Yesterday, while in New York City, Pierre Joris was kind enough to invite us along to NYU to see Nadia Benchallal speak about her on-going photoproject "Sisters" which photographs women in the Islamic world. Here's what her website says about the project:
“Sisters” is an in-depth and worldwide project that I am developing on Muslim women that explores how they are becoming emancipated and modernized while keeping their culture and traditions in conservative societies. I began my work in Algeria, Bosnia, Palestine, Burma, Iran, Malaysia, and France.
It's interesting here how she writes "modernized" because one woman in the audience took issue with modernization in her photographs. The woman, raised in Algeria (Benchallal is of Algerian descent but grew up in Paris) said she was amazed by one photo where an older woman is shown sleeping on the floor of her home (link here). The woman's issue was not with the pose or anything like that but rather than Benchallal was depicting life in a seemingly rural area during the late 1980s or early 1990s versus the modern city of Algiers which, at the time, was rather modern. "We were wearing jeans, not veils or other styles of dress."
It's interesting to me because it seems like most of the photos were taken before the political upheavals that have happened in the last 25 years or so in the Islamic world. Now, I can admit easily I know very little about the Islamic world or, maybe more accurately, about the world in general. What I can say is this (and what led me to write this post) was the idea of selection. When a photographer attempts to capture A moment, they are indeed doing that but, as Benchallal's former professor said, a photographer does not necessarily know WHAT has been captured until they develop the film, at which point they must choose what they choose to depict.
Who knows what other photos Benchallal took and how she had chosen what to display at NYU yesterday. Both she and interviewer Shamoon Zamir admitted that what we saw was much smaller than what was recently on exhibition in Abu Dhabi, but I am left wondering, as a non-photographer (minus my brief foray into The New Yorker), what kind of narrative one attempts to create via their photographs.
The photo I found most interesting of what we saw (the 10th of her "Sisters" 2 set) depicts a woman with her arms around her back, the reflection of a child in the window of a psychotherapy clinic. There are children playing in the background and the woman's face is obscured by the reflections in the glass. Why is this photo the most interesting to me? Because it steps back- it doesn't require the intimacy of the other photos, the necessary involvement of the photographer in the lives of women. In a way, it's more experiential poetic in the Lacoue-Labarthe sense: there is no specific "reading" of this photo, no "answer" in it. You know, based on being human, the emotions in this photo and the feelings happening here. It's when journalism falls away that the photos make their most interesting mark upon the viewer, as in this photo.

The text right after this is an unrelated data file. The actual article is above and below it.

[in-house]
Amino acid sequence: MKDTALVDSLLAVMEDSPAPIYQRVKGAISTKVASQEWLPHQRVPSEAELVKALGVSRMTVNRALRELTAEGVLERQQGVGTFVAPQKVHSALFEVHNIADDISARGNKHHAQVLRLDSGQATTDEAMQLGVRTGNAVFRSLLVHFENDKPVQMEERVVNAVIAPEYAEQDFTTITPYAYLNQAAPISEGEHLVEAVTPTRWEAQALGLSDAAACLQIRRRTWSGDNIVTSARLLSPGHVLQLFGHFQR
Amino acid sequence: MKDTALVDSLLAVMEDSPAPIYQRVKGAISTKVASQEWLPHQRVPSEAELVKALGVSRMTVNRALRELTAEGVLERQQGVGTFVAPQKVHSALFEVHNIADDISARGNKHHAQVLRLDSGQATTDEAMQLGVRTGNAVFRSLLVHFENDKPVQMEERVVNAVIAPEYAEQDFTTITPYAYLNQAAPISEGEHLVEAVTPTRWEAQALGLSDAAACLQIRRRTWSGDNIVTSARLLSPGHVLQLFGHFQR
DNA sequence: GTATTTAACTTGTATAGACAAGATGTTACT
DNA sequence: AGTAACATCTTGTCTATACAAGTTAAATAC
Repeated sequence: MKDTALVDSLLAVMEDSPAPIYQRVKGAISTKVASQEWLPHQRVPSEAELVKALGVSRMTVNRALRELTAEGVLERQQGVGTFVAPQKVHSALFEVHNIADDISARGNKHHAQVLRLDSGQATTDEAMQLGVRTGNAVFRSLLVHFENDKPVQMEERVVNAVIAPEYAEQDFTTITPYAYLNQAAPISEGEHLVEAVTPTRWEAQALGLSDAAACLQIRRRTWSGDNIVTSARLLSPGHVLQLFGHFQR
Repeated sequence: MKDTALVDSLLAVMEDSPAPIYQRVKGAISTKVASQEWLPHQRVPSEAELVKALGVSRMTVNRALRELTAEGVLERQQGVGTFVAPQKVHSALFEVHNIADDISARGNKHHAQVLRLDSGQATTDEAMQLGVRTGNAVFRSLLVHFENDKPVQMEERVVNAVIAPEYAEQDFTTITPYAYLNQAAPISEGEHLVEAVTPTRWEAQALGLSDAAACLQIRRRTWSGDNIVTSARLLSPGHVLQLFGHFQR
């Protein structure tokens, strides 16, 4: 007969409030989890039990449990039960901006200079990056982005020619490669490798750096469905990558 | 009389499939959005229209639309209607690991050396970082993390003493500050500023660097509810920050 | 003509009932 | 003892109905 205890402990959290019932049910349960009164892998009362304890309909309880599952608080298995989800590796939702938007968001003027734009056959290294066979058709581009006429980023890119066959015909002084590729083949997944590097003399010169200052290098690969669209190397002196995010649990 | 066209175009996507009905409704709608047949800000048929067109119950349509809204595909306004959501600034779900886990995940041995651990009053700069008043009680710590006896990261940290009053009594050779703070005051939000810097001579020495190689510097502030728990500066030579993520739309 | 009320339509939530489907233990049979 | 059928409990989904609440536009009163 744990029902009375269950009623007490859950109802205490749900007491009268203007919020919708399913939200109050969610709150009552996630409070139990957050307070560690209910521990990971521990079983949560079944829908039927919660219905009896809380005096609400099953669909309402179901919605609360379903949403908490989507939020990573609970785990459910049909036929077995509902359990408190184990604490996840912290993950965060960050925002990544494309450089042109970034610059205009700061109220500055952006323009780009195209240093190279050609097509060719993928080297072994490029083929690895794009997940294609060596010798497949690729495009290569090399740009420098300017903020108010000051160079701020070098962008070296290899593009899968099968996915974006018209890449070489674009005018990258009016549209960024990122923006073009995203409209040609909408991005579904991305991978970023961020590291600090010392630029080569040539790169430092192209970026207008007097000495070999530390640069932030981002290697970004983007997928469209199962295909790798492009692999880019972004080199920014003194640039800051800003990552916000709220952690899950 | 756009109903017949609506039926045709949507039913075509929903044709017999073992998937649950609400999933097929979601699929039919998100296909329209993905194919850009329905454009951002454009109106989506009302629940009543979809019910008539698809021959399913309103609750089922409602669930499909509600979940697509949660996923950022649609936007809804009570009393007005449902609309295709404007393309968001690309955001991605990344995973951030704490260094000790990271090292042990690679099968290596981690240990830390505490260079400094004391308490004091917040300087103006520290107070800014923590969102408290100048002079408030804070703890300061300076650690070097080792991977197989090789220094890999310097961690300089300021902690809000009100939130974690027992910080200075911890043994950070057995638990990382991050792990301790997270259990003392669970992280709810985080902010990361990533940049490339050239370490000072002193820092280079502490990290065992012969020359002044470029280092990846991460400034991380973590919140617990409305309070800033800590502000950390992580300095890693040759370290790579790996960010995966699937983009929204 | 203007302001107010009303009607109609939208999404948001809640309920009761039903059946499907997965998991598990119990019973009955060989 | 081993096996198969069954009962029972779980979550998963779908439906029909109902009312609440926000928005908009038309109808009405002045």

Zamir asked an interesting question: why was Abu Dhabi the first real exhibition of the work Benchallal has been doing? She had no real answer, which I would have pointed out then, is alright because it's not her question to answer. It's an accusation on us all. We, in the West, don't want to see what life is like in the Islamic world. Why? Because if we see women without their restraints, our military missions in that part of the world immediately become void. We're not saving the world- these are people that don't need saving and we cannot accept that. We cannot accept that life is livable in this part of the world because we are hell-bent on our own supremacy. Showing us things that challenge our worldviews might have the side-effect of actually challenging our worldviews and this is where Benchallal's photos have their most important impact to be made: showing us that life, in whatever form, goes on in places where we don't want it to go on without our influence.
Benchallal has the incredible ability here to influence how we view the lives of women in the Islamic world and I believe, once we have many more photos, we'll be in an interesting position to do so. Zamir brought up the point that a book is the ultimate goal and I have to agree: selected photos (unless you want a HUGE book) need to be in a place for us to discuss them. Whether that will be available in this country- whether Stephen Colbert or someone will have her on their show- remains to be seen. I think, at the very least, there are discussions to be had.